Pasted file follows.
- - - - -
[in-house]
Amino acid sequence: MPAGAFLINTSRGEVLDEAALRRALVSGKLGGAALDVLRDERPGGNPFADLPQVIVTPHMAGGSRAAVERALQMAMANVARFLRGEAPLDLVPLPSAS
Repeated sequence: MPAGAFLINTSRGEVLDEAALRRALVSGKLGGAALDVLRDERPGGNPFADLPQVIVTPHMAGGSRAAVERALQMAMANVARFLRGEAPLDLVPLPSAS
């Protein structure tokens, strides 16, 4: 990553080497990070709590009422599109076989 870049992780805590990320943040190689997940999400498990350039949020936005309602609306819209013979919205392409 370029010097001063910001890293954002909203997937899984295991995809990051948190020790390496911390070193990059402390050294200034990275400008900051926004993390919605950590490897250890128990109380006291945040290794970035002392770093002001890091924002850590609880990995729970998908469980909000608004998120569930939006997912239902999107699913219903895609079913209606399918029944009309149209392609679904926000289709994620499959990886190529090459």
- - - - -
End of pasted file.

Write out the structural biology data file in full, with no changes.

[in-house]
Amino acid sequence: MPAGAFLINTSRGEVLDEAALRRALVSGKLGGAALDVLRDERPGGNPFADLPQVIVTPHMAGGSRAAVERALQMAMANVARFLRGEAPLDLVPLPSAS
Repeated sequence: MPAGAFLINTSRGEVLDEAALRRALVSGKLGGAALDVLRDERPGGNPFADLPQVIVTPHMAGGSRAAVERALQMAMANVARFLRGEAPLDLVPLPSAS
């Protein structure tokens, strides 16, 4: 990553080497990070709590009422599109076989 870049992780805590990320943040190689997940999400498990350039949020936005309602609306819209013979919205392409 370029010097001063910001890293954002909203997937899984295991995809990051948190020790390496911390070193990059402390050294200034990275400008900051926004993390919605950590490897250890128990109380006291945040290794970035002392770093002001890091924002850590609880990995729970998908469980909000608004998120569930939006997912239902999107699913219903895609079913209606399918029944009309149209392609679904926000289709994620499959990886190529090459």